Published  05/05/2021

Clare Patey – interview: ‘People don’t take humour seriously enough’

Clare Patey – interview: ‘People don’t take humour seriously enough’

Clare Patey talks about 25 years of creating and producing powerful, participatory, public artworks on climate change, plastic waste and loss of empathy

Clare Patey. Photo: James Clarke.


You could say that the artist Clare Patey (b1965, London) was ahead of her time; she has certainly been a trailblazer for truly participatory, socially and politically engaged performance-based works. Situated firmly in the public realm, her playful, irreverent and trenchant performances and events have been winning over a much broader public than the usual rarefied audience of gallery-goers, while raising consciousness around climate change, plastic waste, fast fashion and food miles, from as early as 1996.

That was the year she commissioned a traffic jam of customised cars and video works by artists including Christo and Jeanne-Claude and Werner Herzog (Art Bypass, 1996), and parked them on the site of the UK’s highly controversial road-construction project, the Newbury bypass, which had been temporarily halted by a large community of vociferous activists who had set up camp in the trees. A year later, she staged Melt!, a mass ice-carving event to draw attention to climate change (with fruits, seeds and flowers frozen into ice sculptures), outside the UN building in New York, for Earth Summit II. At the end of that year, at the Kyoto Summit, she organised pop-up works including a shop that sold nothing (called No Shop, its strapline was “Nothing Could be Better”). All of this was while working for Friends of the Earth.

Clare Patey. The Museum Of; Cheesy records, 1998. Photographer unknown.

In 1998, she opened The Museum Of in a derelict warehouse on the South Bank of the River Thames. Here, over the following four years, she staged many events, but also five participatory explorations of what a museum could be (topics included: personal collections, secrets, dreams and emotions). Giles Waterfield of the Art Newspaper described Museum Of as “remarkable for its humorous, non-judgmental questioning of preconceptions of the nature of museums”, calling it “one of the most remarkable things the South Bank has to offer”.

Clare Patey. Feast on the Bridge ran from 2007 to 2011 as part of The Mayor’s Thames Festival, London. For one Saturday each September Southwark Bridge was closed to traffic for an urban harvest meal enjoyed by over 35,000 people. Photo: Tim Mitchell.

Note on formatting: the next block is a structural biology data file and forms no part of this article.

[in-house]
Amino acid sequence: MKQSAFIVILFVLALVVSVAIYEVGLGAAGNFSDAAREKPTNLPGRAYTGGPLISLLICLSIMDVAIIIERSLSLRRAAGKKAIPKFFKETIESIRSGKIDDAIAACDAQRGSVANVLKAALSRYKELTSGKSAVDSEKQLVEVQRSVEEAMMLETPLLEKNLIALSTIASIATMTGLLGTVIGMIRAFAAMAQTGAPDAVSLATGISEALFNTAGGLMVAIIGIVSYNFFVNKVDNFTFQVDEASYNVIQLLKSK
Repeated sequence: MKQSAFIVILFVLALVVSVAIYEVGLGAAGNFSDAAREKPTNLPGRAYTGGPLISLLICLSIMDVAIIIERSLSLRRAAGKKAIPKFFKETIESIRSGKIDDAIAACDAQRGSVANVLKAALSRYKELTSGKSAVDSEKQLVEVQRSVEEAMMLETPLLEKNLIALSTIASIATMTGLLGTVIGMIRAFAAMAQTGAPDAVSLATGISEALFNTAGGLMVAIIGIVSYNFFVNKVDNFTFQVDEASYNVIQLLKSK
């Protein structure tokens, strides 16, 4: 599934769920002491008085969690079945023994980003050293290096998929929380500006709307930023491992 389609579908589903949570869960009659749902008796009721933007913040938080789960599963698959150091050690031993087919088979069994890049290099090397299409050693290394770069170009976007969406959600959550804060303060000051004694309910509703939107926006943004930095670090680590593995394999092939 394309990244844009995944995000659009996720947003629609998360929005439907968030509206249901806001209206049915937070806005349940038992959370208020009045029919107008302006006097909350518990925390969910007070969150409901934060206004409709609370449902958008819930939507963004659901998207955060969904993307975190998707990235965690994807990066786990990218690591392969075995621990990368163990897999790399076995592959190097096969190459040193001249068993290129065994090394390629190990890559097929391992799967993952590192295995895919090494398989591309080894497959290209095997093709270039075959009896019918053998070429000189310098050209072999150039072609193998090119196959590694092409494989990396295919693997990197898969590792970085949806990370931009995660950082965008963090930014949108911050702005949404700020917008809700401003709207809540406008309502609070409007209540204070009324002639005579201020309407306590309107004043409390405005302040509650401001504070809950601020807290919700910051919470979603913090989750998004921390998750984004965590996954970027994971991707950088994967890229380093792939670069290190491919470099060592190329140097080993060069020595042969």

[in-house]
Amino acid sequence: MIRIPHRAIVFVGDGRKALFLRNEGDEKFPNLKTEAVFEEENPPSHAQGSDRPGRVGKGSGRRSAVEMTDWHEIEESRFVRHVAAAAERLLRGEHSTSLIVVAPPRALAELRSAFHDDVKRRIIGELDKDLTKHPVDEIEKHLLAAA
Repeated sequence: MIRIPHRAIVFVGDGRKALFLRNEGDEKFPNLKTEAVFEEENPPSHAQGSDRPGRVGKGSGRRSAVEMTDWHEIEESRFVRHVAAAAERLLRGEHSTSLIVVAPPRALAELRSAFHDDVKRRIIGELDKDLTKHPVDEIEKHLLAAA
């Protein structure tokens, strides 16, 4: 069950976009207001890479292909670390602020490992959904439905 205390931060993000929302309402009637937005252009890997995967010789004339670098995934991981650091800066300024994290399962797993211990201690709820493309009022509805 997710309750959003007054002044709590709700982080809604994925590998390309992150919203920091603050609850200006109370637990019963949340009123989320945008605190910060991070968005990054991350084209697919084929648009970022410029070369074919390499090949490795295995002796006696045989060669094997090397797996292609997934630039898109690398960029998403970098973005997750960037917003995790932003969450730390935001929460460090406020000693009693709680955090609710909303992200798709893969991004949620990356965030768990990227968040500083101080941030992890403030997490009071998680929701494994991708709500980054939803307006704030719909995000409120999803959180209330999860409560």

Around that time, Patey’s focus expanded to food – the sustainability of its creation, distribution and consumption, and the connections it forges between communities, and she still runs events under her Edible Utopia banner. Each year from 2007-11, she organised the Feast on the Bridge for the Thames Festival in London. She also co-curated the Queen’s Diamond Jubilee Festival in Battersea Park and Feast on the Street in Arizona, as well as helping to launch the Big Lunch (an annual, neighbourhood street party), masterminded by Tim Smits, founder of the Eden Project, in 2009.

Operating outside the commercial art market, she has been the go-to artist and producer for works that combine joyful, creative immersion with important social and political themes. One of her continuing platforms is the Empathy Museum, a project inspired by Barack Obama’s 2013 speech about the “empathy deficit” in American life being just as pressing a problem as the federal deficit. She was approached by the philosopher Roman Krznaric, author of the book Empathy: Why it Matters, and How to Get it, with the idea of creating pop-up museum experiences where people enhance their empathic skills. It was Patey’s notion that each museum experience could be framed within a typical “high street” shopping experience.

Clare Patey. A Mile in My Shoes, Vauxhall, London, 2016. Photo: Kate Raworth.

This is how she came to devise her most popular and enduring work: A Mile in My Shoes. Commissioned in 2016 for the London International Festival of Theatre (Lift), it comprises a simple shipping container, the interior of which has been transformed into a shoe shop, where visitors have their feet measured and are given the shoes of someone whose story links them with that site; in this case the River Thames. They are then asked to take a 20-minute walk around the area while listening to that person’s story on headphones.

Clare Patey. A Mile in My Shoes, Vauxhall, London. Photo: Kate Raworth.

The work has now travelled all over the globe, to Perth, Sydney and Melbourne in Australia, Beirut, Lisbon and São Paulo, as well as Denver and elsewhere in the US, with stories (and shoes) customised accordingly. It is lined up to take part over the summer of 2021, in an event commemorating the 40th anniversary of the Brixton riots, for which Patey is working with the activist group 81 Acts of Exuberant Defiance, and hopes to collect a broad range of personal interviews with people who observed, or were affected by, the riots.

Clare Patey. A Mile in My Shoes, Sao Paulo. Photo: Filip Porto.